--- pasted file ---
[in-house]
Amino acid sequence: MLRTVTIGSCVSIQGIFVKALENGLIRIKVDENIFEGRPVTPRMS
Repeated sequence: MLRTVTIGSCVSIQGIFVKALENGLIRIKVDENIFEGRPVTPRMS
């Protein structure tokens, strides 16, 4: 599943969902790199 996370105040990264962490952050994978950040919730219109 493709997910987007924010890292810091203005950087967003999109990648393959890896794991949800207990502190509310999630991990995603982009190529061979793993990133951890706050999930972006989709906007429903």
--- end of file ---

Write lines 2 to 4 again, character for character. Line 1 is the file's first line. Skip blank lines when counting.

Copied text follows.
Amino acid sequence: MLRTVTIGSCVSIQGIFVKALENGLIRIKVDENIFEGRPVTPRMS
Repeated sequence: MLRTVTIGSCVSIQGIFVKALENGLIRIKVDENIFEGRPVTPRMS
């Protein structure tokens, strides 16, 4: 599943969902790199 996370105040990264962490952050994978950040919730219109 493709997910987007924010890292810091203005950087967003999109990648393959890896794991949800207990502190509310999630991990995603982009190529061979793993990133951890706050999930972006989709906007429903």